The problem is that those that enter public service in these posts do so generally out of a sense of vocation, purpose and to serve others.  They don’t do it first and foremost for the money, they do it for a whole host of other reasons.  Therefore they tend to be at the back of the queue when it comes to being rewarded for the great work that they do.  They deserve a great wage for doing great work.  They don’t get it.  That sucks.

I don’t buy the argument that Public Sector bodies need to pay great salaries to attract great talent at the top.  If you are motivated by money ( and there is nothing wrong in that ) then by all means stay in the private sector, take your risks, take your chances and fill your boots.

If you are motivated by a desire to serve the greater good and public service ticks that box for you then by all means go run a hospital, a local council, but why on earth should you even think you should be paid more than the Prime Minister for doing so?  Who is running the remuneration committees in these organisation?

Certainly don’t walk away with in excess of 1/2 million quid for voluntary redundancy when the vast majority of those in your employ are earning less than 25 times that number!  That disgusts me.   It smacks of greed, lining of one’s own pocket from the public purse.  I know it happens, it is just not right and something needs to be done to stop it.

I would be delighted were I to be evidencing the average median hourly rate in the public sector was 30% higher than the private sector because nurses were paid so much more.  That figure is so high because those at the top have their noses in the trough, and its our trough.

If the CEO of a FTSE 100 company is being paid millions that is an issue for his or hers shareholders.  It is their money, not mine ( unless of course they are a bank! )  Time to redress the balance.  Give the money to those that deserve it most.  That is the basis of great public service.

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Filed under Careers, Remuneration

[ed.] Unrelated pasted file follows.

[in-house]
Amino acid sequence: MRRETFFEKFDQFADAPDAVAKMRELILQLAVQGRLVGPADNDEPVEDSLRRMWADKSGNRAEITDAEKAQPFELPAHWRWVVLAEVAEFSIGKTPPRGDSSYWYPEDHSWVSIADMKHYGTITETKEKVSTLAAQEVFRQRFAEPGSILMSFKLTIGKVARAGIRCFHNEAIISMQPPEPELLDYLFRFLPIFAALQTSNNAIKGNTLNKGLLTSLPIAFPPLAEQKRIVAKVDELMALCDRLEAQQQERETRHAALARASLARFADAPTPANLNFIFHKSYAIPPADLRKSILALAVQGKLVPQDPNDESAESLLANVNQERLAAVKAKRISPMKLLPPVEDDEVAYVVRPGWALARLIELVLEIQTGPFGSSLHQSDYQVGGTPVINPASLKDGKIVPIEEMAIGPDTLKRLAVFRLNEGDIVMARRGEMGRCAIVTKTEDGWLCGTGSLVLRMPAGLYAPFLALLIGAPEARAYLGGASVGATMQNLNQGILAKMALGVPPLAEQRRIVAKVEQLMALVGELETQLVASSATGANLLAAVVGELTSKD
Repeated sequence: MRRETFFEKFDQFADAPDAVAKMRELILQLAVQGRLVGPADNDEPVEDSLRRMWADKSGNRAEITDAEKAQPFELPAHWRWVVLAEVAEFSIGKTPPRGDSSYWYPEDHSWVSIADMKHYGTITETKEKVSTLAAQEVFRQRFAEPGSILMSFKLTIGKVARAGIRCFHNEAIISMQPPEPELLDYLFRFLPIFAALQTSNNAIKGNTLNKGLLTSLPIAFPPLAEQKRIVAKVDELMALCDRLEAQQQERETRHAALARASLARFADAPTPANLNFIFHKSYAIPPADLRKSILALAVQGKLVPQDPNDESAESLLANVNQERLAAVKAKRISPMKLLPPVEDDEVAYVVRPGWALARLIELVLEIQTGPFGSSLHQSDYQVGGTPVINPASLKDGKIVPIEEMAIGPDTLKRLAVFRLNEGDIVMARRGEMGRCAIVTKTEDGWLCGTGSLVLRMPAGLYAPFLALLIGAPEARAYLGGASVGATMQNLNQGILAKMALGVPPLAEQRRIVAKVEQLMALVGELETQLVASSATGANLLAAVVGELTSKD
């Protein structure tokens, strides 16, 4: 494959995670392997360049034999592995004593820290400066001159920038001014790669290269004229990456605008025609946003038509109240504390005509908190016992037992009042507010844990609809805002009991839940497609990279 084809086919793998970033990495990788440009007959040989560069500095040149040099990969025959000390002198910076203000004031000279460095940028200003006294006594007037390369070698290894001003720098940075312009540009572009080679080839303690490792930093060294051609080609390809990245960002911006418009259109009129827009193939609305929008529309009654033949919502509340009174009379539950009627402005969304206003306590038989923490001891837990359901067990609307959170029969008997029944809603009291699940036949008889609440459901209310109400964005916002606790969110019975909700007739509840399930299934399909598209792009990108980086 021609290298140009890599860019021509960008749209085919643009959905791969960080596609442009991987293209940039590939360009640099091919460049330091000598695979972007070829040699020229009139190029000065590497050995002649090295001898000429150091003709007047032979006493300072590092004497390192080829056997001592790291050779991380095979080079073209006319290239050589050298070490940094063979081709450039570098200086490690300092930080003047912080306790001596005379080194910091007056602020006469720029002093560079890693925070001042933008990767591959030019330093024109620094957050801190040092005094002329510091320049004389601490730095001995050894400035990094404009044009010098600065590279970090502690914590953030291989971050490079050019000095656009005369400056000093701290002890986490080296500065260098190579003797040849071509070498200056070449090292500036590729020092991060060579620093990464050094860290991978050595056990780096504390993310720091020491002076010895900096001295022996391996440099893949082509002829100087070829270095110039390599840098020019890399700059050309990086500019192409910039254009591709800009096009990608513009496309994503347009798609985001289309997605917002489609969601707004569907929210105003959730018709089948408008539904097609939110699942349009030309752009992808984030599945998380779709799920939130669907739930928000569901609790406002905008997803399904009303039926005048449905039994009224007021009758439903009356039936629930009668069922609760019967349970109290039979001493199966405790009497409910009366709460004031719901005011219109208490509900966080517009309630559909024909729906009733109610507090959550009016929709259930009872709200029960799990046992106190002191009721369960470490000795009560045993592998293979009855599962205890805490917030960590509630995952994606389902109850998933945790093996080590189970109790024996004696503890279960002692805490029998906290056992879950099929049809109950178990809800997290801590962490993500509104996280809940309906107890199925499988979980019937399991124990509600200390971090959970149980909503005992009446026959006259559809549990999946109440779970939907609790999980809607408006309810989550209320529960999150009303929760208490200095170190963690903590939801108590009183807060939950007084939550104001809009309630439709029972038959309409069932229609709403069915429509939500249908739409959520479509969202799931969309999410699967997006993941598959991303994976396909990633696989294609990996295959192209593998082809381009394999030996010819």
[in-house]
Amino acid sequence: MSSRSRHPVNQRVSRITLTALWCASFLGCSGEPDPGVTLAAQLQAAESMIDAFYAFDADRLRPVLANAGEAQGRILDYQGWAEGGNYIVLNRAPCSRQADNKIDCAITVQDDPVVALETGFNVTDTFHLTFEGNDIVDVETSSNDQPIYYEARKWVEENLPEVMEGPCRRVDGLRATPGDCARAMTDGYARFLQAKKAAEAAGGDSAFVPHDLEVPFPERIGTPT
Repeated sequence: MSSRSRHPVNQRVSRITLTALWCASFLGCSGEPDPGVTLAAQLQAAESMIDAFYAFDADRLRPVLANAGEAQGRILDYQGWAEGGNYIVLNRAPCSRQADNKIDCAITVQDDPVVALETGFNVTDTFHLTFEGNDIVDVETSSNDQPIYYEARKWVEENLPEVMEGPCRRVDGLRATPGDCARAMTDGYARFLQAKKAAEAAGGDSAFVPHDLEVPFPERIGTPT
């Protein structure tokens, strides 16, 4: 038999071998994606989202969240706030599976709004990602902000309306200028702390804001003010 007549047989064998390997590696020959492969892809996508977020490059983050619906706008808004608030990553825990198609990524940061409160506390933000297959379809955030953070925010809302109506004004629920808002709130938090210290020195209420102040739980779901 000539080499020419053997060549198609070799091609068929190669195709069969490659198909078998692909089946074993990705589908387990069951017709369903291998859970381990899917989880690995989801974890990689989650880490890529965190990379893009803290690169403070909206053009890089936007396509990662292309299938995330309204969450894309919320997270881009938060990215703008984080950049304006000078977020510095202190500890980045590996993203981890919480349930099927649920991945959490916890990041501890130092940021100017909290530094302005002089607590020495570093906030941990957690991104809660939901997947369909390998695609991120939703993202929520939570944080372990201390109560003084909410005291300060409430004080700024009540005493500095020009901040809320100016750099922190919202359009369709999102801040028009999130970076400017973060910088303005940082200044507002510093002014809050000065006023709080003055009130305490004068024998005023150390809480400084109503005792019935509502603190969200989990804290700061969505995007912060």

A little thanks goes a long way

After Birthday parties, Christmas or any other times of celebration my children sit down and write thank you notes to all those who have sent them a gift.  It’s time-consuming ( they are lucky kids, too often spoiled rotten by doting Grandparents, Aunts and Uncles ) but I think it important that they acknowledge the time and effort people around them have gone to.

This is not a lesson in parenting, nor am I trying to extol my virtues ( there are very few! )  It did however get me thinking of the values of saying thank you and the part that very simple yet enormously valuable expression can play in the job search.

How many of you ever write to say thank you after an interview?  Have you ever considered the value were you to do so?

Think of the impact on your application.  You may be one of three, five, ten invited in.  That process is often protracted ( it ought not to be but invariably is ).  Standing out from the crowd is tough.

Success is in the margins, the small things can make the biggest difference.  We are all human.  Anything that can help you to remain at the forefront of the hiring managers mind is to be recommended.  How long would it take you to write a note to thank your interviewer for their time and to re – affirm, politely, succinctly, your interest in the job?

Even if you have made the decision that this particular post isn’t for you, what impact a short note of thanks?  If another job was to arise in that organisation that is more in line with your ambitions, how would such a note impact your chances of success in a future job application?

It takes a second to say thank you, minutes to write an email to express your thanks.  Think of the potential impact on your job search?  What harm can it do?

Manners cost nothing.  Think about that next time you apply for a job.

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Filed under Careers, Interviews